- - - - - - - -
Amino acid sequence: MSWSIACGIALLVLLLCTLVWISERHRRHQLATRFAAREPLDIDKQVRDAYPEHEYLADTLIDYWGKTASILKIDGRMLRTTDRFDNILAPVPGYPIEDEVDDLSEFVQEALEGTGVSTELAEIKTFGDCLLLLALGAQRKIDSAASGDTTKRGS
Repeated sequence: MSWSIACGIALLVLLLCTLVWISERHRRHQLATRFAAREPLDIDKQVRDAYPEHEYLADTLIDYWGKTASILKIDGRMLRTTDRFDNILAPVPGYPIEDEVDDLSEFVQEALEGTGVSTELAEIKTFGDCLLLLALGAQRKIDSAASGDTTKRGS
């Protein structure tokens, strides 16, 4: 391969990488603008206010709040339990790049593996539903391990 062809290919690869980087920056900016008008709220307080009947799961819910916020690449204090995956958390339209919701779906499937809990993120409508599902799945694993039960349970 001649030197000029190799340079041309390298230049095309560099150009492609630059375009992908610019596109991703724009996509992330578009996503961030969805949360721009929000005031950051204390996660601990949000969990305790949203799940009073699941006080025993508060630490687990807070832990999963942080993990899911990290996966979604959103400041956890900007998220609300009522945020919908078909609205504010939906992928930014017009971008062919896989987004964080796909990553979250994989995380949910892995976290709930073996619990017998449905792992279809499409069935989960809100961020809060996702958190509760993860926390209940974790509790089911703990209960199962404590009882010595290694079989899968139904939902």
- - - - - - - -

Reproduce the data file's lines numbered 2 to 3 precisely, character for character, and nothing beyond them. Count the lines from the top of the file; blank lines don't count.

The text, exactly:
Repeated sequence: MSWSIACGIALLVLLLCTLVWISERHRRHQLATRFAAREPLDIDKQVRDAYPEHEYLADTLIDYWGKTASILKIDGRMLRTTDRFDNILAPVPGYPIEDEVDDLSEFVQEALEGTGVSTELAEIKTFGDCLLLLALGAQRKIDSAASGDTTKRGS
């Protein structure tokens, strides 16, 4: 391969990488603008206010709040339990790049593996539903391990 062809290919690869980087920056900016008008709220307080009947799961819910916020690449204090995956958390339209919701779906499937809990993120409508599902799945694993039960349970 001649030197000029190799340079041309390298230049095309560099150009492609630059375009992908610019596109991703724009996509992330578009996503961030969805949360721009929000005031950051204390996660601990949000969990305790949203799940009073699941006080025993508060630490687990807070832990999963942080993990899911990290996966979604959103400041956890900007998220609300009522945020919908078909609205504010939906992928930014017009971008062919896989987004964080796909990553979250994989995380949910892995976290709930073996619990017998449905792992279809499409069935989960809100961020809060996702958190509760993860926390209940974790509790089911703990209960199962404590009882010595290694079989899968139904939902």